Five Years Later

This is a copy of the post that I submitted as part of the series that Leslee runs on her blog.

“Just yesterday morning they let me know you were gone
Susanne the plans they made put an end to you
I walked out this morning and I wrote down this song
I just can’t remember who to send it to

I’ve seen fire and I’ve seen rain
I’ve seen sunny days that I thought would never end
I’ve seen lonely times when I could not find a friend
But I always thought that I’d see you again”
Fire and Rain- James Taylor

You can find the back story here.

‘D’, it is March of 2010. We turned 40 last year, but in my head I see you as the 29 year-old you were when you left us. When we lived next to the cemetery I used to visit you on a regular basis. I’d come by almost daily and sit next to your grave. Sometimes I’d tell you stories about what was happening in the world and other times I’d sit there quietly.

Been a while since I have come by but don’t think that I have forgotten you. Don’t think that you aren’t a part of my life, because you are and always will be. I miss you. Miss having you around because you were the kind of friend that everyone needs and deserves. Doesn’t mean that you weren’t a bastard at times because you were, we all are.

But you really were like a brother to me and you don’t find many of those in life. If you are smart when someone like that comes into your life you do your damndest to hold onto them because you only get to go round the carousel so many times.

My kids are getting bigger. They see your picture and they know your name. Sometimes they ask me about you, “dad, that is your friend, the one that died right?” I smile and say “yes.” They know a few stories about you and when they get older I’ll tell them more. More importantly I’ll tell them about some of the things that I learned.

I’ll them about how quickly things can change, how life can spin on a dime and how you have to live and love each day. I’ll tell them to treasure their friends and to remember that there are going to be moments where life makes no sense.

Moments where you don’t have a clue as to what to do or how to get through the day. So all you can do is shrug your shoulders and keep moving forward.

One day I’ll tell them about the guilt I still carry to this day. I’ll tell them about that last summer and a missed opportunity. You came home to L.A. and called with an invitation to dinner. I was jet lagged and exhausted. I had just come back from Israel and felt like I was carrying Masada so I asked if we could do it later. You said ok.

I knew that you were sick. I knew that the illness had spread and that they weren’t sure exactly what was going on. But I was naive and didn’t think that the worst would come. Couldn’t believe that you wouldn’t beat the cancer. You had done it twice before and I just believed that you would again.
I was wrong.

You didn’t die that day. In fact it would be around 10 weeks or so later. But something snapped inside and that changed everything. You had a seizure and afterward you couldn’t carry on a normal conversation. ‘D’ the scientist would yell at me for not including the details in this note, but they aren’t important for this.

We were around for that final hurrah. Your friends and family, we visited you daily and saw it all. We watched you slip away. And then at your funeral, we buried you. Not strangers, not some hired hands who didn’t know or love you. We did.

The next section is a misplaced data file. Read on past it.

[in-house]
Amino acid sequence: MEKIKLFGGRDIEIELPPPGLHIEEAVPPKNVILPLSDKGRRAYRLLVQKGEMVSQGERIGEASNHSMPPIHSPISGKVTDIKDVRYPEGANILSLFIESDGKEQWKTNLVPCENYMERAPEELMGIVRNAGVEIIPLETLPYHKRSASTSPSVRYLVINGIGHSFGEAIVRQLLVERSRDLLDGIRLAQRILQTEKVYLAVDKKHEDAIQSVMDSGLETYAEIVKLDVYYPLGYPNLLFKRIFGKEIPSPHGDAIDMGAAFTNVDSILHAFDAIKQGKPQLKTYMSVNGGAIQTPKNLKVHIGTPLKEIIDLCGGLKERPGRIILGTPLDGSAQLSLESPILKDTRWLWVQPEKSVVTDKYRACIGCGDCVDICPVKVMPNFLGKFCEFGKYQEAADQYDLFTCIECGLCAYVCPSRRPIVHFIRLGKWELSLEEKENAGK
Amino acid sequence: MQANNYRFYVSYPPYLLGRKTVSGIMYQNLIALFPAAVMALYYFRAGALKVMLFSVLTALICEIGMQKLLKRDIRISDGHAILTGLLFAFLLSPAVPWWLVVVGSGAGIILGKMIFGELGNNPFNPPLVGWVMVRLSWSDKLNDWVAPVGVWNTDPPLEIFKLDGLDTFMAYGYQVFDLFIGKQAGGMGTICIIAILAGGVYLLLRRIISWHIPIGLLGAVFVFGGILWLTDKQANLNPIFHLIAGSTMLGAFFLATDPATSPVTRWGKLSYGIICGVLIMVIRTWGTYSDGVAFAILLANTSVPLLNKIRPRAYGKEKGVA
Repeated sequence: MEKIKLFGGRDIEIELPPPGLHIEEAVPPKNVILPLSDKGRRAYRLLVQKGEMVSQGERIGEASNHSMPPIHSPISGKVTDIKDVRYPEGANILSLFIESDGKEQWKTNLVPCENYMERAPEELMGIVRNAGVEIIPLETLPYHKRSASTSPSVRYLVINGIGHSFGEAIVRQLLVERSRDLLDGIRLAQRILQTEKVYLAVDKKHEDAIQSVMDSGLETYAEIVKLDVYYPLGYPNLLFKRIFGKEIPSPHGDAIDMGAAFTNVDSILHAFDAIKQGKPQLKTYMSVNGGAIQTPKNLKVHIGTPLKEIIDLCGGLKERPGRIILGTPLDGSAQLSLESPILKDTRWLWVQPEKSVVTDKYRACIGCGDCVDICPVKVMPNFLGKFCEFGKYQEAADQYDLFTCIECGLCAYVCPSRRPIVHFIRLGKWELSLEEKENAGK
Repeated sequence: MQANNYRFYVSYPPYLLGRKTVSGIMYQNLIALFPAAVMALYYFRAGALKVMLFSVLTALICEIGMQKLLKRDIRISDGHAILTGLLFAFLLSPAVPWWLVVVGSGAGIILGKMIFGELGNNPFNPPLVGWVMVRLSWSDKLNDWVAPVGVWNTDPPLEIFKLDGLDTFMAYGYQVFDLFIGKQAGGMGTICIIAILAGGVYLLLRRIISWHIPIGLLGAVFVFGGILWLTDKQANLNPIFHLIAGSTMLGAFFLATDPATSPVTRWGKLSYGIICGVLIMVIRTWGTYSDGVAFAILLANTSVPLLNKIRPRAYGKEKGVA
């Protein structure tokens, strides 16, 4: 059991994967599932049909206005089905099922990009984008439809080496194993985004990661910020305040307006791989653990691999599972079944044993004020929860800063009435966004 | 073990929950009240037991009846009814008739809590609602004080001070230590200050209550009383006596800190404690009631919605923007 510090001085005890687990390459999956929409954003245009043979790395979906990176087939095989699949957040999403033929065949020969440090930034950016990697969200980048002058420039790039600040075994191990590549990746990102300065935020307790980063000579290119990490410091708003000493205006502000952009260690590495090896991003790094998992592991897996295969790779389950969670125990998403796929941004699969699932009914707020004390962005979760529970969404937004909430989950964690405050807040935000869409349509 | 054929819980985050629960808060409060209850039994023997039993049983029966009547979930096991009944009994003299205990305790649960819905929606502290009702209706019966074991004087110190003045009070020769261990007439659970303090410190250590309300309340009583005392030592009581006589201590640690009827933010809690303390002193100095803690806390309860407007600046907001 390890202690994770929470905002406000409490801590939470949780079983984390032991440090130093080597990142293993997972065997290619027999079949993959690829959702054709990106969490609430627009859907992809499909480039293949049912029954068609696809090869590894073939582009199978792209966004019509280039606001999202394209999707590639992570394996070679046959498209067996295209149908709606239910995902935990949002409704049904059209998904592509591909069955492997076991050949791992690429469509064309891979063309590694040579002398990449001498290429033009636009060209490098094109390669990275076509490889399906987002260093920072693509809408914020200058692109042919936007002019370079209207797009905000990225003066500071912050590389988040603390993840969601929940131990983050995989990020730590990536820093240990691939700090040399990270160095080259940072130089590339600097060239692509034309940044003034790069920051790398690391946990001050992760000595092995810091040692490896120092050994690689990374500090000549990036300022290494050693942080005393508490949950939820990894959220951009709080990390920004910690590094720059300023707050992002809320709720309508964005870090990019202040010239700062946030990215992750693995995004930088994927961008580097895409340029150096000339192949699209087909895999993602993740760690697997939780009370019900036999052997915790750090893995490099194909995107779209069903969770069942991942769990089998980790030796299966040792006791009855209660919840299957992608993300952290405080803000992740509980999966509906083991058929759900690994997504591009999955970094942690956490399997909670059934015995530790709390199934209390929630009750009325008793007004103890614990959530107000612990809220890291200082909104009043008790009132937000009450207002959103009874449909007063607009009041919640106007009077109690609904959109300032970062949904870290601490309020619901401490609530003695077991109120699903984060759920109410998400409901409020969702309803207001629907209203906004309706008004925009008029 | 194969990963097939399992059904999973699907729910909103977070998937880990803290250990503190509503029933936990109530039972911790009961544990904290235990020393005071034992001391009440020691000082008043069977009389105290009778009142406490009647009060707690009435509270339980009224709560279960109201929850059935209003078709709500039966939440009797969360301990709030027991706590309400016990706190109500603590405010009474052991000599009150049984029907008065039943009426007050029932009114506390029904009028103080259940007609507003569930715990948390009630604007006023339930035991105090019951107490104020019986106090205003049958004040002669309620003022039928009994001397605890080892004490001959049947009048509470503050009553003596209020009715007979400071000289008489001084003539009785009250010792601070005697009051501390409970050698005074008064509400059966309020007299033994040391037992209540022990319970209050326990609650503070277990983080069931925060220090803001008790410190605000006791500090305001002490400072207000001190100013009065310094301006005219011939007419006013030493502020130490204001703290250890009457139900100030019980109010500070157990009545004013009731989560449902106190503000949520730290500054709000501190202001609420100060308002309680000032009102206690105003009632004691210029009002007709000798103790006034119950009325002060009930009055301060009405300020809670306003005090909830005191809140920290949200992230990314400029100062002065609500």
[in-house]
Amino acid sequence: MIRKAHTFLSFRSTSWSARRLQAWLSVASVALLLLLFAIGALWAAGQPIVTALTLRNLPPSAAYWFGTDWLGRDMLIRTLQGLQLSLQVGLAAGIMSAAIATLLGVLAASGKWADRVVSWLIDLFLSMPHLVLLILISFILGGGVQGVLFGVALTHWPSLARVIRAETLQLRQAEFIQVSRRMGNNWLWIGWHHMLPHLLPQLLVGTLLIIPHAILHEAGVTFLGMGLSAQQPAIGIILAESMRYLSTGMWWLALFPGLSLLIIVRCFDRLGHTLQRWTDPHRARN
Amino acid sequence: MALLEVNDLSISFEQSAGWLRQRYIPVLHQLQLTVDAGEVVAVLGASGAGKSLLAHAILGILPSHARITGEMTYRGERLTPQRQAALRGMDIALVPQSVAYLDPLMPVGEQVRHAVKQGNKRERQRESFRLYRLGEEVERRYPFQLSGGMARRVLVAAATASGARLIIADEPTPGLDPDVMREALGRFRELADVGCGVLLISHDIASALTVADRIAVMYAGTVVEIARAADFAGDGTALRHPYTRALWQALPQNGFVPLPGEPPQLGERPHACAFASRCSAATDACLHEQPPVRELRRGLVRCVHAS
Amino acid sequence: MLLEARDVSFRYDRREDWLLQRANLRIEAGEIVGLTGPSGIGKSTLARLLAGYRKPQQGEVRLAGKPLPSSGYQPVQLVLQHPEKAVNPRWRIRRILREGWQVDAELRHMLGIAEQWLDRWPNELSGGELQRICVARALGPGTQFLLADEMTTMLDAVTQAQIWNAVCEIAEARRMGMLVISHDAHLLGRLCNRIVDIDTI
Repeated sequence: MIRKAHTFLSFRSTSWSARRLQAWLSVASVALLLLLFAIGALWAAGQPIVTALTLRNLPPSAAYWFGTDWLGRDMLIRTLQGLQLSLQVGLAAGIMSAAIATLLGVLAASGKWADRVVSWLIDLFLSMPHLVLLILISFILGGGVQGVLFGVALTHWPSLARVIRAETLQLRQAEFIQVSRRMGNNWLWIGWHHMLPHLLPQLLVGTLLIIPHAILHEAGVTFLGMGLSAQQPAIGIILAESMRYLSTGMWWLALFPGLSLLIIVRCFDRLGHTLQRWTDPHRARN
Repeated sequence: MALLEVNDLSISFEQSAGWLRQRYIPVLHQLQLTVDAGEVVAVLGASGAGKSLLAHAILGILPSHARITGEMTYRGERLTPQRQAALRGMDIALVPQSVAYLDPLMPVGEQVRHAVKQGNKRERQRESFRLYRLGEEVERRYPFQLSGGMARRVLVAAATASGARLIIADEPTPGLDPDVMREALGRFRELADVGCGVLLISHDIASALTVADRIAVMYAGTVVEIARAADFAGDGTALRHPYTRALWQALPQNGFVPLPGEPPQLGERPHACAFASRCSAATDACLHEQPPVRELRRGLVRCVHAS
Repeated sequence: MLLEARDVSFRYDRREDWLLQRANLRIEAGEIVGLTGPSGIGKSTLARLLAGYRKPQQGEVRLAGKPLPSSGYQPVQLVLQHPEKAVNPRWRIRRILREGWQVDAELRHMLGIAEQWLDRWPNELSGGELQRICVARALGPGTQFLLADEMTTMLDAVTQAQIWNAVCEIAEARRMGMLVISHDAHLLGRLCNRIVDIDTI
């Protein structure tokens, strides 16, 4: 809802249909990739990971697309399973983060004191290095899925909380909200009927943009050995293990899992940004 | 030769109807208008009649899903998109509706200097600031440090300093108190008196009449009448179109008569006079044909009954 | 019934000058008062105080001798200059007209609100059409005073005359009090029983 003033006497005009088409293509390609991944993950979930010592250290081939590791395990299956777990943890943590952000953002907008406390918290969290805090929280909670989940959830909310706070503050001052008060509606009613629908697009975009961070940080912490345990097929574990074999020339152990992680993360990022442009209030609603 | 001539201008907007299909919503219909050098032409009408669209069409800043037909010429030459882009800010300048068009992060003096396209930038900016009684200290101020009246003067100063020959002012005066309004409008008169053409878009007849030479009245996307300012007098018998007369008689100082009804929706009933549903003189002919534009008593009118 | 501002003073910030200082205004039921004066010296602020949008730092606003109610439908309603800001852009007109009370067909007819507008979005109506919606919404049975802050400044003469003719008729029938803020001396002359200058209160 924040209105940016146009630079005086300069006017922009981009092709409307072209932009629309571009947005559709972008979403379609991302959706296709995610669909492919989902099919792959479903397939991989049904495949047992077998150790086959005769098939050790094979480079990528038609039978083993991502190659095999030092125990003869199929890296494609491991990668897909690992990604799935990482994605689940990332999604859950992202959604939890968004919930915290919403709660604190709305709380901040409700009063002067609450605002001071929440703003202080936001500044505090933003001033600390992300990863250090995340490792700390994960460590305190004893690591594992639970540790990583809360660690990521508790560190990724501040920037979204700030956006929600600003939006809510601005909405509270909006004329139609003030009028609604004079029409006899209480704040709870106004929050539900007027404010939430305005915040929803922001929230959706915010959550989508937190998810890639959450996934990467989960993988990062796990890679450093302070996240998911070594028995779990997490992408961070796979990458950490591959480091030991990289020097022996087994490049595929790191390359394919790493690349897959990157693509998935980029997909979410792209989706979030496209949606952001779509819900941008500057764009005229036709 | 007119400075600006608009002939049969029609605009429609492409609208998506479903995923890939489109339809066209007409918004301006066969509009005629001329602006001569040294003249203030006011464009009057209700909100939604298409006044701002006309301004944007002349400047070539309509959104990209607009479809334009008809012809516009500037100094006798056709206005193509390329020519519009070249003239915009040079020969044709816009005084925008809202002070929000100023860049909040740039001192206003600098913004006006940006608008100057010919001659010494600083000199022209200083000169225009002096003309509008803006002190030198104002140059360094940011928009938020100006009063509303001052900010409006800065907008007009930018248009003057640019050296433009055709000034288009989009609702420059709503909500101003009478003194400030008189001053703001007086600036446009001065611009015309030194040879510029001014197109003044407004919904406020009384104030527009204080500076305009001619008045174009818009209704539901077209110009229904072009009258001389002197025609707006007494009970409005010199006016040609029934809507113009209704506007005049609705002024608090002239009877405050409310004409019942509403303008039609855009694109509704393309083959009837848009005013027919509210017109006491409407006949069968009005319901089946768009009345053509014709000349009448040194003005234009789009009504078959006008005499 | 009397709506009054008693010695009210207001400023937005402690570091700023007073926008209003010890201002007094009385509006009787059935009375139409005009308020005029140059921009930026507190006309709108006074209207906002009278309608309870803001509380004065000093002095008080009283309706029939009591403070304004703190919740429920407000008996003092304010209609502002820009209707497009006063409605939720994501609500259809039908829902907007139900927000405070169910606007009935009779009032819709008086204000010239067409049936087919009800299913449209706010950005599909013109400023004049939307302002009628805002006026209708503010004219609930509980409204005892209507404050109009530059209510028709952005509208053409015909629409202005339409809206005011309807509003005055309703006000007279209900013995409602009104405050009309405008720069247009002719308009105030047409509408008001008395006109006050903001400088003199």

I know, I have written about this before. But, it changed me. And after I became a father it changed me again because losing a child is our greatest fear, an incomprehensible horror. And I have never forgotten the look on your parent’s face as we shoveled the dirt onto your casket.

But it was among the last things that we could do for you. The last physical act of love that we could show and we did it willingly. I do it again, without thought or hesitation because it was the right thing to do. And that is part of this for me.

The right thing to do. I work so very hard to teach my children to do the right thing. To help give them the tools and ability to make smart choices and to do the right thing. But I know from my own experience that I can’t protect them from everything. I can’t promise that the things that go bump in the night will always be just the house settling.

So I lie about some of those things, some but not all. When they ask me if I am going to die I tell them that we all do but that we aren’t going to die for a long time. And that seems to hold them, so I leave it at that. And on those occasions that it doesn’t we discuss it further until they are comfortable.

I am sorry that you didn’t get the chance to experience this part of life because it is amazing. I am sorry that my children never got to meet you or see another example of true friendship. But as I said before, I did learn much from you and from this.

I have always valued friends and family, but I am less likely to pass on opportunities to spend time together. I do my best to do as I teach my children, to live each day to its fullest. Don’t care if it is a cliche, I know better. Life happens, things change. All we can do is roll with it.

You are not forgotten.

1 comments
The Time To Act is Now — The JackB
The Time To Act is Now — The JackB

[...] is that when 32 year old women die from cancer there is no good reason for it. I have spoken with D’s parents and siblings about this. I am sure that Mookie’s parents would say the [...]

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  1. […] incredible friendships. Some of them are people that are still part of my life and unfortunately some of them aren’t. Much of this blog covers moments from that summer or experiences that are directly related to […]

  2. [...] is that when 32 year old women die from cancer there is no good reason for it. I have spoken with D’s parents and siblings about this. I am sure that Mookie’s parents would say the [...]